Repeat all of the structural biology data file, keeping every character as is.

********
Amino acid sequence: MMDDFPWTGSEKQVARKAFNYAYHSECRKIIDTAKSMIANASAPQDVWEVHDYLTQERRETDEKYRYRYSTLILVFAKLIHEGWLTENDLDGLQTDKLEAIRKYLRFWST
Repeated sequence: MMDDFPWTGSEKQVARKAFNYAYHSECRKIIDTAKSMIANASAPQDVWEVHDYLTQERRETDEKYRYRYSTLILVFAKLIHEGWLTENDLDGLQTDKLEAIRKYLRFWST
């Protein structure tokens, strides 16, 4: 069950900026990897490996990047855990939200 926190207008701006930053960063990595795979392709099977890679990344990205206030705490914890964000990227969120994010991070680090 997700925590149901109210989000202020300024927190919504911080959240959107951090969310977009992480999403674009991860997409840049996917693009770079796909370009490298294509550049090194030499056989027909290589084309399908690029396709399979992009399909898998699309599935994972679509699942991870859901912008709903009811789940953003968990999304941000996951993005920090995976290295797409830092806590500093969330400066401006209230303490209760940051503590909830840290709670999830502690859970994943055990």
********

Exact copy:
Amino acid sequence: MMDDFPWTGSEKQVARKAFNYAYHSECRKIIDTAKSMIANASAPQDVWEVHDYLTQERRETDEKYRYRYSTLILVFAKLIHEGWLTENDLDGLQTDKLEAIRKYLRFWST
Repeated sequence: MMDDFPWTGSEKQVARKAFNYAYHSECRKIIDTAKSMIANASAPQDVWEVHDYLTQERRETDEKYRYRYSTLILVFAKLIHEGWLTENDLDGLQTDKLEAIRKYLRFWST
């Protein structure tokens, strides 16, 4: 069950900026990897490996990047855990939200 926190207008701006930053960063990595795979392709099977890679990344990205206030705490914890964000990227969120994010991070680090 997700925590149901109210989000202020300024927190919504911080959240959107951090969310977009992480999403674009991860997409840049996917693009770079796909370009490298294509550049090194030499056989027909290589084309399908690029396709399979992009399909898998699309599935994972679509699942991870859901912008709903009811789940953003968990999304941000996951993005920090995976290295797409830092806590500093969330400066401006209230303490209760940051503590909830840290709670999830502690859970994943055990």